The question “why?” is pretty simple, too. Young is struggling and the rest of the pieces on the roster just have not been good enough to be able to pick up the slack. Brady Manek is a spot-up shooter that has struggling shooting the ball. Kameron McGusty went from being a player that looked like a potential all-Big 12 guy last season to Just A Guy this season. Christian James hasn’t been bad, and Jamuni McNeace and Khadeem Lattin hold their own in the paint, but by and large Young’s supporting cast has not been providing enough support while Young has been in this slump.

The question of whether or not Oklahoma can turn this around is not quite so simple unless you know the reason for Young’s struggles. Has he simply found himself in a place where the grind of a full season of college basketball and two months of Big 12 play — a league where every team has a good-to-great player at the point — has worn him down physically and mentally, or has the blueprint for how to beat the Sooners become too prevalent?

Or is it all of the above?

If Young is gassed, that’s an issue that, in theory, can be solved.

If the Sooners, are a flawed roster that cannot function or win games when opponents sell out to stop their superstar freshman, that isn’t as easy to deal with. Rest can solve the former. You’re not solving the latter, you’re not bring more talent into the program, while Young is still on campus.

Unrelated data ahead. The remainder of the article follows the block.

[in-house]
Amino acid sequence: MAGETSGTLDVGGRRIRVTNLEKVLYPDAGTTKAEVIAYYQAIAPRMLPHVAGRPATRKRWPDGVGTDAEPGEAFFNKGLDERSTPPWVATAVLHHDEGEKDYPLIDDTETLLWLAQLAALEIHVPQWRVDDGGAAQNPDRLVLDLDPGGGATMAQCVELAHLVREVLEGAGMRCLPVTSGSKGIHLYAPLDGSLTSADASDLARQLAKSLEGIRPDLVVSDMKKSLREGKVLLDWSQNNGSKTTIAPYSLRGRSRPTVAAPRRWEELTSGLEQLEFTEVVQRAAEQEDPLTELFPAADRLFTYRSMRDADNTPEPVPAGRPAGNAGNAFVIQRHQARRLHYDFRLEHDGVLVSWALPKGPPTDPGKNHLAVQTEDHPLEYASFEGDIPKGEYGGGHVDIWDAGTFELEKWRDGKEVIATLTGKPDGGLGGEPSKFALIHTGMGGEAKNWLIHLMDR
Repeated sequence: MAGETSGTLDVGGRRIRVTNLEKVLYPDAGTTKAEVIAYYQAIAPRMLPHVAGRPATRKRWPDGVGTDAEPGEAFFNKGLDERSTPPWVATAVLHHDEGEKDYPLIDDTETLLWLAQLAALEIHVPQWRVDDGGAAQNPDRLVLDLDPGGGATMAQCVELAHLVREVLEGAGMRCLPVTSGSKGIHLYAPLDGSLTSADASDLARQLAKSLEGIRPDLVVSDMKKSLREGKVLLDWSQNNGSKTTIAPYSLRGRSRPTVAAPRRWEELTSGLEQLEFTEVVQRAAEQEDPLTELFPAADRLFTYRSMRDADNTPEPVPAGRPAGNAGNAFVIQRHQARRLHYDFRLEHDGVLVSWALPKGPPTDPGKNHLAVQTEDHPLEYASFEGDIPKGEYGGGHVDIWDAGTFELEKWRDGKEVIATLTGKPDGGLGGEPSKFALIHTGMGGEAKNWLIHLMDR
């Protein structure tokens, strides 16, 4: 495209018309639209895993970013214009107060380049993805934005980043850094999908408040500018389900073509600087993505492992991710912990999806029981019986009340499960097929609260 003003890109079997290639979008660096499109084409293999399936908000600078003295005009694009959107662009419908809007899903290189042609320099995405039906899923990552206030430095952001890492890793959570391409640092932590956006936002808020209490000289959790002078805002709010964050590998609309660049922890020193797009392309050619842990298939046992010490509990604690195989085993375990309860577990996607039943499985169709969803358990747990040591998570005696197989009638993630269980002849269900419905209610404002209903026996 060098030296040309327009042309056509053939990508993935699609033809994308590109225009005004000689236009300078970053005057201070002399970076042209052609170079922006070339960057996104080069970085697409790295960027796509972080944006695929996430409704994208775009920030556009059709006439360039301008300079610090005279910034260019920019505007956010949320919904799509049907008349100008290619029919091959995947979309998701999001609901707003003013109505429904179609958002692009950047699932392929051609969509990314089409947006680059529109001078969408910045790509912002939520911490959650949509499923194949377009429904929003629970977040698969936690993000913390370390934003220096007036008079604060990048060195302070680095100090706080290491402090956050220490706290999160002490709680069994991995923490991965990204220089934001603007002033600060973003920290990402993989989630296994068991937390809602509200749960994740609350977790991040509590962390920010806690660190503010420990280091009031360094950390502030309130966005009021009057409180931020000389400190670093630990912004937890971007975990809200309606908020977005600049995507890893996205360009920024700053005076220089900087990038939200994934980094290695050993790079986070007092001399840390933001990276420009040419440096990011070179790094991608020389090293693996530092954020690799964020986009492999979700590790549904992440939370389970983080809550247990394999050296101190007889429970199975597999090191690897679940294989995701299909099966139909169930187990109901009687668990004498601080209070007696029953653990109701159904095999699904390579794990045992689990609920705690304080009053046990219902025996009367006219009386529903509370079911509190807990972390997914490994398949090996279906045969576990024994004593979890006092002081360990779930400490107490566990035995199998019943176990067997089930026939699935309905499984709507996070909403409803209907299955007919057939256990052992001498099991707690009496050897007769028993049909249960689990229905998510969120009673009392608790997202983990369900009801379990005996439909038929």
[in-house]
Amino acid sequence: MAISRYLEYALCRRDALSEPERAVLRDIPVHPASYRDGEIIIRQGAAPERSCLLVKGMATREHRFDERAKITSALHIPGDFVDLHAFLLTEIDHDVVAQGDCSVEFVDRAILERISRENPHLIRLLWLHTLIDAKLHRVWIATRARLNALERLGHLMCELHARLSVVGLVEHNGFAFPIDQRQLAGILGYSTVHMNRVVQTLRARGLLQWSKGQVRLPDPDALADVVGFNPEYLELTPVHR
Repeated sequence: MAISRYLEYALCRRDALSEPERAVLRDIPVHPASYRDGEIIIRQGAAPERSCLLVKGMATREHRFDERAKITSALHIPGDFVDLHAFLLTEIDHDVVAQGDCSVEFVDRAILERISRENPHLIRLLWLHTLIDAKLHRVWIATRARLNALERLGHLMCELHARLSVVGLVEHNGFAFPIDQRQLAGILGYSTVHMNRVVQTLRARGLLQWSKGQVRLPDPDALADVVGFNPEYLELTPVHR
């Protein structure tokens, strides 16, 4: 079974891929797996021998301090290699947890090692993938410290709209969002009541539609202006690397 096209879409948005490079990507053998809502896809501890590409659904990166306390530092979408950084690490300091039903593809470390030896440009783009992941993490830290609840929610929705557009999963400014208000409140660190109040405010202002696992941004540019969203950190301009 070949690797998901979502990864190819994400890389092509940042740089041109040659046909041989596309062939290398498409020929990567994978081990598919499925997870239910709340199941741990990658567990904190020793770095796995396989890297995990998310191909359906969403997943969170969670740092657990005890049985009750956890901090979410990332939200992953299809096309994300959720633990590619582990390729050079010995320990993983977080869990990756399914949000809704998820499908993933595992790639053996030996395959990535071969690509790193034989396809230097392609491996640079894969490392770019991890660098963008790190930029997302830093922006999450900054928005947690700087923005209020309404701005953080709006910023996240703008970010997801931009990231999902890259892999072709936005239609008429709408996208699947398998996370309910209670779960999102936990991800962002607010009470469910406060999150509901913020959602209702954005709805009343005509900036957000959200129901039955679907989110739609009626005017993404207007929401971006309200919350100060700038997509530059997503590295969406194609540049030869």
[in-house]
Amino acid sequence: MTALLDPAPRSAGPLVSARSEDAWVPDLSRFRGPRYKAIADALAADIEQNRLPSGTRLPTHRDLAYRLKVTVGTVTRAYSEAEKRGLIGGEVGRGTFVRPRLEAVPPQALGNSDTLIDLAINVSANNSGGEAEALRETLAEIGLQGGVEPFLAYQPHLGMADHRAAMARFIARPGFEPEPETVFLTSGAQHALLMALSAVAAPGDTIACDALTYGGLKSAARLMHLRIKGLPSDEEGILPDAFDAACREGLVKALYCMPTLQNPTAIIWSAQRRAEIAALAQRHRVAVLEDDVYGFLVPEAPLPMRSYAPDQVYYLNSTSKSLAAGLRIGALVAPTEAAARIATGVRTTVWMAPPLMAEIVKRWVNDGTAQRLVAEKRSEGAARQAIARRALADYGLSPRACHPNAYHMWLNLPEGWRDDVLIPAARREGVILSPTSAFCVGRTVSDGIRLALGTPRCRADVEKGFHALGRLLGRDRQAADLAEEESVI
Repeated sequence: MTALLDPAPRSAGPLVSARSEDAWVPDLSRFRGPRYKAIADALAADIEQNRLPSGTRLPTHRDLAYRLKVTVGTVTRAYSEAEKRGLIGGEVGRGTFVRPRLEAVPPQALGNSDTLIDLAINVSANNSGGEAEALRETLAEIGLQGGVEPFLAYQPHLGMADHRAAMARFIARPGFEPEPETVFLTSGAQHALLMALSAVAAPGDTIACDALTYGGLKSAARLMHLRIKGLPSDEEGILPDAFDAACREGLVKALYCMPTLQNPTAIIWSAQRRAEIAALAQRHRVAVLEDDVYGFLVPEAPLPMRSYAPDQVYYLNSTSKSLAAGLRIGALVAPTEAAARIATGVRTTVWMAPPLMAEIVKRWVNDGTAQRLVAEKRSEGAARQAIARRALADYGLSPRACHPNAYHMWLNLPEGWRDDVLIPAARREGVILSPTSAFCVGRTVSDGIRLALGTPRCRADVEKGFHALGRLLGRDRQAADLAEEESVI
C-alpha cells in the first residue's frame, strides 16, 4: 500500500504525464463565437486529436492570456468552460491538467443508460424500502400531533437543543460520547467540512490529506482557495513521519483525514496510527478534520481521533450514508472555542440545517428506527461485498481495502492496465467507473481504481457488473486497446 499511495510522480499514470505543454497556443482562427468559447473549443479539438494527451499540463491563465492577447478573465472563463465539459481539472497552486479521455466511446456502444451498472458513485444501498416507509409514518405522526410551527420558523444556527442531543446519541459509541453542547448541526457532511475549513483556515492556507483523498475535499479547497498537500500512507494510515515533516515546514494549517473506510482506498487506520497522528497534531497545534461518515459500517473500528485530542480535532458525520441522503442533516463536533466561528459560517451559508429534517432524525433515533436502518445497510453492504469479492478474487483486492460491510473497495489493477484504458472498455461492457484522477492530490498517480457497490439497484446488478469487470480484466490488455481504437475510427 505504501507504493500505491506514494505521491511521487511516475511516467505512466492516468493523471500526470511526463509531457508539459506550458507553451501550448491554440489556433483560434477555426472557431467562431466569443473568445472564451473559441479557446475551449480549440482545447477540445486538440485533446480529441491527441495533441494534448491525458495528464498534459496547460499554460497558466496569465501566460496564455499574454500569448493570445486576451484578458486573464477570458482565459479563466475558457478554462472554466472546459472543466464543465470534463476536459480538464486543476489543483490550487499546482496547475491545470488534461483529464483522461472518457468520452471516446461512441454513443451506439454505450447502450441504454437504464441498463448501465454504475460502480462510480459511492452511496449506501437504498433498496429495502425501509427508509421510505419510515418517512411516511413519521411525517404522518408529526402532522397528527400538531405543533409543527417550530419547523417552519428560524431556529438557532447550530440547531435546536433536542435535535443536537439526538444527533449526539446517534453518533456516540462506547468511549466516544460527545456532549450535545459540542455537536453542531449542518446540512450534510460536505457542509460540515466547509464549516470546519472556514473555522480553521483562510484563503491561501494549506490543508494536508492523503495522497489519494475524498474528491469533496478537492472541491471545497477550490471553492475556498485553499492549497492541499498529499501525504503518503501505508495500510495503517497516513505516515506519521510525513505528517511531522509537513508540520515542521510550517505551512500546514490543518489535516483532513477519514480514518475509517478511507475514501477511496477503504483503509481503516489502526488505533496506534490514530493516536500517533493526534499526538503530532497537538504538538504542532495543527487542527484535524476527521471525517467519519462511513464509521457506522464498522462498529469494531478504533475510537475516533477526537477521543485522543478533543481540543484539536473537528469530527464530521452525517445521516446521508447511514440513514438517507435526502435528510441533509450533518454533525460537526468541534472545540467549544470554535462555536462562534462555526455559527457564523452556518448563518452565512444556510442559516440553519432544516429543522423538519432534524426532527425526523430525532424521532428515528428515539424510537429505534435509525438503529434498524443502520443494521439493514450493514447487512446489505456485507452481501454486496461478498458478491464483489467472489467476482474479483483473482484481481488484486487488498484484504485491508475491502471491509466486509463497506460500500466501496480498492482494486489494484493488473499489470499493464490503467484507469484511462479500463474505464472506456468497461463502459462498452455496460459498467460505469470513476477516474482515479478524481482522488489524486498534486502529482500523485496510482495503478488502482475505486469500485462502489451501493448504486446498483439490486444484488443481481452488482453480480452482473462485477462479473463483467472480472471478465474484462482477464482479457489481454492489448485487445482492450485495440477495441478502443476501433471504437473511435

At 16-10 overall and 6-8 in the Big 12, Oklahoma still looks like a pretty safe bet to reach the NCAA tournament. For starters, they were listed as a No. 4 seed just six days ago when the Selection Committee unveiled their first iteration of the top 16 seeds. They also have six Quadrant 1 wins and no bad losses to their name. Their won-loss record is a casualty of the Big 12 meat-grinder.

But that doesn’t mean they are safe. If they finish up the Big 12 season going 1-3 — which is feasible given how they’ve played the last month and their remaining opponents: at Kansas, Kansas State, at Baylor, Oklahoma State — then they’ll be 7-11 in the league. No one in more than 25 years has reached the NCAA tournament with a league record four games under .500.

The Sooners aren’t doomed yet.

But it is time for them to figure their issues out.

PHOTOS: Miami, Syracuse wear shirts honoring Florida shooting victims

Photo via Mike Waters, Syracuse.com
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Syracuse is playing in Miami on Saturday, the first game that the Hurricanes have played at home since the shooting at Parkland, Florida’s, Stoneman Douglas High School.

Both teams wore warmup shirts honoring the victims of the shooting prior to the game:

Parkland and Coral Gables are about 50 miles apart, but both towns are suburbs with the same Miami-Fort Lauderdale metro area.

St. John’s guard Lovett to leave school, turn pro

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Marcus Lovett announced on Saturday morning that he will be leaving St. John’s to pursue a professional career.

This decision doesn’t come as much of a surprise. Lovett, who averaged 14.9 points through the first seven games of the season, was ruled out for the rest of the season with a knee injury despite reports that he was healthy enough to play.

According to the New York Post, Lovett was not even enrolled in school for the spring semester.

Lovett spent three seasons in New York with the Johnnies and played less than a year and a half.